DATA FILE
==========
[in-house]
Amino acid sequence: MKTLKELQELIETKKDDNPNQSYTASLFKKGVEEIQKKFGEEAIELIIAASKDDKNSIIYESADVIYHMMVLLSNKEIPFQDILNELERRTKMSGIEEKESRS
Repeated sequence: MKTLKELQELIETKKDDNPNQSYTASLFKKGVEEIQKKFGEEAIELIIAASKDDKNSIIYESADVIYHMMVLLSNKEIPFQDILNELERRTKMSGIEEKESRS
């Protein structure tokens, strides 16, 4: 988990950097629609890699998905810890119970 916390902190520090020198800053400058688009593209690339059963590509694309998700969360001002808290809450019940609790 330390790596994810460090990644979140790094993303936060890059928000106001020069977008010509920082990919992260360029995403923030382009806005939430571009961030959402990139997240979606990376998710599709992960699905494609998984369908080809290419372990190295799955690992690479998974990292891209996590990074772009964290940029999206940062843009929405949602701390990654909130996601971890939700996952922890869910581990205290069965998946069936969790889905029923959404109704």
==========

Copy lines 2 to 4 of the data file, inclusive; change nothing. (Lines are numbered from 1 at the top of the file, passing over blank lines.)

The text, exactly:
Amino acid sequence: MKTLKELQELIETKKDDNPNQSYTASLFKKGVEEIQKKFGEEAIELIIAASKDDKNSIIYESADVIYHMMVLLSNKEIPFQDILNELERRTKMSGIEEKESRS
Repeated sequence: MKTLKELQELIETKKDDNPNQSYTASLFKKGVEEIQKKFGEEAIELIIAASKDDKNSIIYESADVIYHMMVLLSNKEIPFQDILNELERRTKMSGIEEKESRS
């Protein structure tokens, strides 16, 4: 988990950097629609890699998905810890119970 916390902190520090020198800053400058688009593209690339059963590509694309998700969360001002808290809450019940609790 330390790596994810460090990644979140790094993303936060890059928000106001020069977008010509920082990919992260360029995403923030382009806005939430571009961030959402990139997240979606990376998710599709992960699905494609998984369908080809290419372990190295799955690992690479998974990292891209996590990074772009964290940029999206940062843009929405949602701390990654909130996601971890939700996952922890869910581990205290069965998946069936969790889905029923959404109704």